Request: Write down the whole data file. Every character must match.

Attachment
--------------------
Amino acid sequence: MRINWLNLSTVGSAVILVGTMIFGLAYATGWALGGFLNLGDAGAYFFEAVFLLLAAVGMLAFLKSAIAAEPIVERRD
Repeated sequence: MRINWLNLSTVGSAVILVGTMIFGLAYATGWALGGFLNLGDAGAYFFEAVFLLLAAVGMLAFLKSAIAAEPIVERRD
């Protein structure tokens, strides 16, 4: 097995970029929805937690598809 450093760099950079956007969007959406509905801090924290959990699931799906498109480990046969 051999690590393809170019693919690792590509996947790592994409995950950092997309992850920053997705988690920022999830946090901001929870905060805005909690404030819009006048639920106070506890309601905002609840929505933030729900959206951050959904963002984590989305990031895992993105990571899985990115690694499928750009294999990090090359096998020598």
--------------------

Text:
Amino acid sequence: MRINWLNLSTVGSAVILVGTMIFGLAYATGWALGGFLNLGDAGAYFFEAVFLLLAAVGMLAFLKSAIAAEPIVERRD
Repeated sequence: MRINWLNLSTVGSAVILVGTMIFGLAYATGWALGGFLNLGDAGAYFFEAVFLLLAAVGMLAFLKSAIAAEPIVERRD
């Protein structure tokens, strides 16, 4: 097995970029929805937690598809 450093760099950079956007969007959406509905801090924290959990699931799906498109480990046969 051999690590393809170019693919690792590509996947790592994409995950950092997309992850920053997705988690920022999830946090901001929870905060805005909690404030819009006048639920106070506890309601905002609840929505933030729900959206951050959904963002984590989305990031895992993105990571899985990115690694499928750009294999990090090359096998020598």